“Aaron K. Blake, of A, is shot through the upper part of his head to-day, a rebel bullet entering and exposing the brain. He is laid near the Pine at first, close to the north side of it, and breathes almost all day. He is utterly unconscious, making no sign when spoken to or touched – every effort being made to revive him – and can suffer no possible pain; yet he is strangely nervous, breathing more quickly when a shell strikes the tree, or near him, or the noise of the firing increases. Later in the day he is moved to the covert way, a few feet to the south of the Pine, where about 5 p.m. he quietly ceases to breathe; and dies without showing any sign of consciousness or of suffering from the time when he was struck.”

Blake’s 21-year-old cousin, Pvt. George P. Blake, also of Brookfield, served in the 13th’s Company F. After two weeks of constant fighting, it was he who wrote to his aunt and uncle, Aaron’s parents, to share the details of their sons death.

Here is his letter:

June 19, 1864

Dear Uncle & Aunt,

I wrote to father the sad news of Aarons death, the particulars of which I could not at the time enumerate. His company and regiment were in the advance holding a line of rifle pits in close proximity to the enemy. Watching carefully the doings of the enemy, he advanced bravely to the line and having seen that there was a sharpshooter whose unerring eye had picked off many of our boys, brought his rifle to bear on him and fired. After firing he remain[ed] to[o] long to watch the effect and another sharpshooter fire[d] his rifle, the fatal bullet of which caused the death of one of our country’s bravest sons, who through all the privations of a soldiers life was never heard to grumble and whose sense of duty was highly commendable.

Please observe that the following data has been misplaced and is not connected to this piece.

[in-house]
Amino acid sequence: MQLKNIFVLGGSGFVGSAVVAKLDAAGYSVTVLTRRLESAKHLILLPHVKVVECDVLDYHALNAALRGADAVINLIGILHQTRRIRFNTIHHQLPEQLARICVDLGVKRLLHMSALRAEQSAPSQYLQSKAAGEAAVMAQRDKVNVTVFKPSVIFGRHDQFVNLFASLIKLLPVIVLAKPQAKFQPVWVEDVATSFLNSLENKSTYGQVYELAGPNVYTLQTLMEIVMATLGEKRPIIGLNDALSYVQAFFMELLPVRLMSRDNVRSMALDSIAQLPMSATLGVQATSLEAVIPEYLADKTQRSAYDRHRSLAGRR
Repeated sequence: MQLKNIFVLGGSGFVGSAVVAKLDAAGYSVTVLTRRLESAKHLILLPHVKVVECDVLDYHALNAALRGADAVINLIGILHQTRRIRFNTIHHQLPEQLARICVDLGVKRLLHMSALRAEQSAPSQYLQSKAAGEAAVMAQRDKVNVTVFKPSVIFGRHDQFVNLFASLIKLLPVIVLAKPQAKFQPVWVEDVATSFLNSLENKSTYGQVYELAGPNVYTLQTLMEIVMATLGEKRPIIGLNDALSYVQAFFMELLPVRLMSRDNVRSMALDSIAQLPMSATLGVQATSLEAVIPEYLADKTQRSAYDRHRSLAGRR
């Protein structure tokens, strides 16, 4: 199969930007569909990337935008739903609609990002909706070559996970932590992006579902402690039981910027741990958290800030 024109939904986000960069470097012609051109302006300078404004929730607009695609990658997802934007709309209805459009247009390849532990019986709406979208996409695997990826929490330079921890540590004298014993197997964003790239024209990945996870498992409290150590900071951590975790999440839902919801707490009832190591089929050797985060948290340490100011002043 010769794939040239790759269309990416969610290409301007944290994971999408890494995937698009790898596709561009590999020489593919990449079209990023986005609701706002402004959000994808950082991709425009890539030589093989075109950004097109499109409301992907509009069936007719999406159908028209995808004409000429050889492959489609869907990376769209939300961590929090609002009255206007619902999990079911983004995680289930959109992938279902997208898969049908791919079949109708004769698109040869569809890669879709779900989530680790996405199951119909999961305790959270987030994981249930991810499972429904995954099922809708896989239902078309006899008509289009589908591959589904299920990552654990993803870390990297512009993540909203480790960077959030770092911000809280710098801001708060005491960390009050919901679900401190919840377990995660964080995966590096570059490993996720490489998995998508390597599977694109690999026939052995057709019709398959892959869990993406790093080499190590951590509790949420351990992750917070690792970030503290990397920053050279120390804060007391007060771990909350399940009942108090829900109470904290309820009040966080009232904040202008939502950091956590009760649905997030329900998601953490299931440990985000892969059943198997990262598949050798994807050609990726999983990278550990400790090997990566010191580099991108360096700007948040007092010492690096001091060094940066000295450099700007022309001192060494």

He was much liked in his company both as an officer and as a companion, always endeavoring to cheer the hearts of those who were weary of a soldier’s life and had forgotten their duty to their country. His fate has been like that of many others in winning for the 13th N. H. Regt. laurels which it will ever be proud of, and a name as unperishable as has ever been gained since this cruel war commenced. He was noted for cleanliness, never being seen in a filthy condition, even when under great adversities. His place in the ranks has been but very seldom vacant. In fact he was a perfect soldier, being admired by both officers and men. It hardly seems possible to me that he is dead, for whenever I visited the regiment, he was sure to call me, and whenever I had any news from home he took great delight in telling me of it.

His effect[s] were taking care of a part of which I have in my own possession and will send to you at the first opportunity. Lt. [Charles B.] Gafney* has his watch and one or two other trinkets which he will send you. He was buried near Coal Harbor by the side of many of his regiment and a slab was erected to denote his final resting place.

The loss of him is I am well aware a very severe blow to the heart of his parents and the fact of his being so watchful to promote your ever[y] interest seems to hold his memory more dear. He never [k]new what hit him, being senseless from the first. George G. Ricker watched by him until he was dead and then marked his place of burial. George Ricker is reported killed.**

Your affliction is I am well aware more grievous than I can imagine and you have my heartfelt sympathies in enabling you to be up against this dire misfortune.

But he is dead and his grave which is all that is left remains for future generations to look upon as an altar upon which was slain one whose many bright hopes are blasted and who is I trust in that place of rest where wars and rumours of wars can never disturb his holy slumbers. My love to all and may the Almighty in his infinite goodness enable you to bear with Christian fortitude your affliction and assist you in this time of earthly woe.

Adiew and may God Bless You
Your Nephew,
Geo. P. Blake

*Gafney, 21, Of Ossipee, N.H., had enlisted as a private but was promoted to second lieutenant in September 1862. He was severely wounded on June 15, 1864, at Petersburg, but later made captain, served out the war with the 13th, and lived in Rochester.